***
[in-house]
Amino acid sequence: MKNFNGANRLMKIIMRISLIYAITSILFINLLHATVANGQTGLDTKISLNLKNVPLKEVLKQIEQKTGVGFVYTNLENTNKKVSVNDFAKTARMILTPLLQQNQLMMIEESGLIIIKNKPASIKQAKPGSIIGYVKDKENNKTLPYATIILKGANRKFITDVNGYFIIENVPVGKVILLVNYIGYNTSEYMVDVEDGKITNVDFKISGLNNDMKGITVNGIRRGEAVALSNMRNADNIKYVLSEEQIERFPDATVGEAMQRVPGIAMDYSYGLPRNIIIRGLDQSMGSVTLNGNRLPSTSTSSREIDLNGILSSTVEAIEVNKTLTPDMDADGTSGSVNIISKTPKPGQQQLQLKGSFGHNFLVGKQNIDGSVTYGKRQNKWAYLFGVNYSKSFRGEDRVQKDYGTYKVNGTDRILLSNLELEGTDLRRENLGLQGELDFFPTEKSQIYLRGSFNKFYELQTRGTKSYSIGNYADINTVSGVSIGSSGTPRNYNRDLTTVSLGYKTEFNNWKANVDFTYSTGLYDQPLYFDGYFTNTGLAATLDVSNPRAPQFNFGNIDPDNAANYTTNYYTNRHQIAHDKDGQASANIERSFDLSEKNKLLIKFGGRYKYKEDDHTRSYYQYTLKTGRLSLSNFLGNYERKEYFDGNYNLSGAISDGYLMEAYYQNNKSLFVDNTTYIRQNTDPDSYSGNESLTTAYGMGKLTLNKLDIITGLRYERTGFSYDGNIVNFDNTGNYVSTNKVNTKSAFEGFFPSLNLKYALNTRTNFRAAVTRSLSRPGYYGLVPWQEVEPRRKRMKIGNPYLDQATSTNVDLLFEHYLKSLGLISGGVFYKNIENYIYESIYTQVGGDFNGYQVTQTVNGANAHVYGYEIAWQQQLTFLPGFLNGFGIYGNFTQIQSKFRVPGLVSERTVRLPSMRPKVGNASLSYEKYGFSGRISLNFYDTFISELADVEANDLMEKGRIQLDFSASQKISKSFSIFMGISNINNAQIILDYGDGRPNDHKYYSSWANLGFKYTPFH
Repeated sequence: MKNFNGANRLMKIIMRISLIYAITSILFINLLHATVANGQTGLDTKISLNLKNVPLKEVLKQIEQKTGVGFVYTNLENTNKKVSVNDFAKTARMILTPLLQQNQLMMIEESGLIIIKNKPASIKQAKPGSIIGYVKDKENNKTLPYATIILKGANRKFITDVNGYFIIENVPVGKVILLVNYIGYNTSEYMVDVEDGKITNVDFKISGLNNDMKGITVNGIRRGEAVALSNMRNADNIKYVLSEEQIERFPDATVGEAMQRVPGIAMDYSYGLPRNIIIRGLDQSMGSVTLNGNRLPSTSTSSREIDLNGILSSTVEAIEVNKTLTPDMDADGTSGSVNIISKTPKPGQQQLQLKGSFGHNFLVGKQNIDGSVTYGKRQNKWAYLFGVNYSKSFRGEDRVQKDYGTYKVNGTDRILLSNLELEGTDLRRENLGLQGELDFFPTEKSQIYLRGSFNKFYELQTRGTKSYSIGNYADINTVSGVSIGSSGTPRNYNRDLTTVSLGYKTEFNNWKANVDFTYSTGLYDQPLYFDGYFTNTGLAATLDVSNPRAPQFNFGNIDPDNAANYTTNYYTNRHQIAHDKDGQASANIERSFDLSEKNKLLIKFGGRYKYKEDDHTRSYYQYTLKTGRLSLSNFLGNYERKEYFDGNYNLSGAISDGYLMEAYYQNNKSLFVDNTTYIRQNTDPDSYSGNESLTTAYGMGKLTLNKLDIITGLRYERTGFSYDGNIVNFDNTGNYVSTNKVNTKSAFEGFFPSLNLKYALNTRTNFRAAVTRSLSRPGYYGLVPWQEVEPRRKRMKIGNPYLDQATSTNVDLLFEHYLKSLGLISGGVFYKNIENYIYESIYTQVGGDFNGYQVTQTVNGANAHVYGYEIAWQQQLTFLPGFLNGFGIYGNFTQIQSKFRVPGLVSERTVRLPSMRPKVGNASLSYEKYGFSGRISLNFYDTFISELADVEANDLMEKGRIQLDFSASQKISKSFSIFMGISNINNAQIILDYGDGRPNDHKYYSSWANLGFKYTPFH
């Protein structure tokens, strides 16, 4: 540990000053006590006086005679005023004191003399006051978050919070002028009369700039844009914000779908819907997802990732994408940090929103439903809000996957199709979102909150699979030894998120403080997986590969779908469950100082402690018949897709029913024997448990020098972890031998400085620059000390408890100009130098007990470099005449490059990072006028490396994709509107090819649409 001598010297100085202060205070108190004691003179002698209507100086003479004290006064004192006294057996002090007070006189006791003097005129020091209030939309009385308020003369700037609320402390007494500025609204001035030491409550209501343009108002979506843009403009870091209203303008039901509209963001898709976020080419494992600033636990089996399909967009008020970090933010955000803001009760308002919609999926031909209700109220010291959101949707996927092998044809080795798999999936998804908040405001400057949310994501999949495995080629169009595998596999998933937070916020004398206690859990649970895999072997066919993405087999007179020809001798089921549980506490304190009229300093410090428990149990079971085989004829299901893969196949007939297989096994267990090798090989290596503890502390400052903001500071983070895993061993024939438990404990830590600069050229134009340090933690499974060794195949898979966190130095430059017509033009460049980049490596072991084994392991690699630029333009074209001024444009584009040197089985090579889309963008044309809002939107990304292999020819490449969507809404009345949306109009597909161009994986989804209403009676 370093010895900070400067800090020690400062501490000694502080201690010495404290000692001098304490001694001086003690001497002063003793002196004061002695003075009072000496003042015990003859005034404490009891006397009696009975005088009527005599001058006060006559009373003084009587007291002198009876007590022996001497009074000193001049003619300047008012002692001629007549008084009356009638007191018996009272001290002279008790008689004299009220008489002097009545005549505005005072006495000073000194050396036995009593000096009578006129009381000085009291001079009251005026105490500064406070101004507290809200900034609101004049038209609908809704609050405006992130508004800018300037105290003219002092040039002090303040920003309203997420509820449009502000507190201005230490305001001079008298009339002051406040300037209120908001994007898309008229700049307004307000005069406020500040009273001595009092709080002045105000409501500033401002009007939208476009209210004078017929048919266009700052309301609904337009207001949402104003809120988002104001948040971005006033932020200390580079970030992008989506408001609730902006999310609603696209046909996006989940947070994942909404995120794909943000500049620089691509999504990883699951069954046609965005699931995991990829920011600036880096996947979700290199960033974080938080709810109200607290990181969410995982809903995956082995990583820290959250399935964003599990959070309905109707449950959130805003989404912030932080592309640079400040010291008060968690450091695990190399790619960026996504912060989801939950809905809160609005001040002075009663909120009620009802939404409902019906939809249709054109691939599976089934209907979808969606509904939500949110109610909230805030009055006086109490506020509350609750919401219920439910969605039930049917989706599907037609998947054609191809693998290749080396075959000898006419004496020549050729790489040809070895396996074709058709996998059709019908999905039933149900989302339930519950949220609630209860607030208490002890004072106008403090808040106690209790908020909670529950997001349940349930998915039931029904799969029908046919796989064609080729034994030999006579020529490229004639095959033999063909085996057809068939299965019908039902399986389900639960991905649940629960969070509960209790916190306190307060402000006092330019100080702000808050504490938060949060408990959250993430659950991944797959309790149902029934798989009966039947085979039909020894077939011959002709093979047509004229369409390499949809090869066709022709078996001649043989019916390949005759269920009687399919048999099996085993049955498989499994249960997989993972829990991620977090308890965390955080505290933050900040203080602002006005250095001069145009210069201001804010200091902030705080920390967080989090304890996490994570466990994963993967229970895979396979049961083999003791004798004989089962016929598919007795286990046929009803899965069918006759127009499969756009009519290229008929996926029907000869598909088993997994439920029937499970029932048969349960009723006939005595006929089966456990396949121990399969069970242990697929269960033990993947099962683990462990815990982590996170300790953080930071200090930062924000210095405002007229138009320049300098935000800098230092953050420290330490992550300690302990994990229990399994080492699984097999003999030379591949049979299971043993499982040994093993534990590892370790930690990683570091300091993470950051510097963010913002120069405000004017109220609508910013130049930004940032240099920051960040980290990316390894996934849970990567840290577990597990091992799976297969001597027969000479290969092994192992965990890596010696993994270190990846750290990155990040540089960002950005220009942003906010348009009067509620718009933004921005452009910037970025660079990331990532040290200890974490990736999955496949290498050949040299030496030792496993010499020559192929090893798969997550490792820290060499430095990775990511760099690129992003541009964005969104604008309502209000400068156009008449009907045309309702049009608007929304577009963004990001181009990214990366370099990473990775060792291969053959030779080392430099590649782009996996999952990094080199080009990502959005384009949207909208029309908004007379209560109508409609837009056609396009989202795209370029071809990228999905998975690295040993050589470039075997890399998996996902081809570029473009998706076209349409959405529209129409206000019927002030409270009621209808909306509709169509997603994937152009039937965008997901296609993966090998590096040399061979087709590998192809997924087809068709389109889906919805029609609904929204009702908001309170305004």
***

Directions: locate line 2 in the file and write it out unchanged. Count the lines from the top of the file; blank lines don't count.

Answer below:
Amino acid sequence: MKNFNGANRLMKIIMRISLIYAITSILFINLLHATVANGQTGLDTKISLNLKNVPLKEVLKQIEQKTGVGFVYTNLENTNKKVSVNDFAKTARMILTPLLQQNQLMMIEESGLIIIKNKPASIKQAKPGSIIGYVKDKENNKTLPYATIILKGANRKFITDVNGYFIIENVPVGKVILLVNYIGYNTSEYMVDVEDGKITNVDFKISGLNNDMKGITVNGIRRGEAVALSNMRNADNIKYVLSEEQIERFPDATVGEAMQRVPGIAMDYSYGLPRNIIIRGLDQSMGSVTLNGNRLPSTSTSSREIDLNGILSSTVEAIEVNKTLTPDMDADGTSGSVNIISKTPKPGQQQLQLKGSFGHNFLVGKQNIDGSVTYGKRQNKWAYLFGVNYSKSFRGEDRVQKDYGTYKVNGTDRILLSNLELEGTDLRRENLGLQGELDFFPTEKSQIYLRGSFNKFYELQTRGTKSYSIGNYADINTVSGVSIGSSGTPRNYNRDLTTVSLGYKTEFNNWKANVDFTYSTGLYDQPLYFDGYFTNTGLAATLDVSNPRAPQFNFGNIDPDNAANYTTNYYTNRHQIAHDKDGQASANIERSFDLSEKNKLLIKFGGRYKYKEDDHTRSYYQYTLKTGRLSLSNFLGNYERKEYFDGNYNLSGAISDGYLMEAYYQNNKSLFVDNTTYIRQNTDPDSYSGNESLTTAYGMGKLTLNKLDIITGLRYERTGFSYDGNIVNFDNTGNYVSTNKVNTKSAFEGFFPSLNLKYALNTRTNFRAAVTRSLSRPGYYGLVPWQEVEPRRKRMKIGNPYLDQATSTNVDLLFEHYLKSLGLISGGVFYKNIENYIYESIYTQVGGDFNGYQVTQTVNGANAHVYGYEIAWQQQLTFLPGFLNGFGIYGNFTQIQSKFRVPGLVSERTVRLPSMRPKVGNASLSYEKYGFSGRISLNFYDTFISELADVEANDLMEKGRIQLDFSASQKISKSFSIFMGISNINNAQIILDYGDGRPNDHKYYSSWANLGFKYTPFH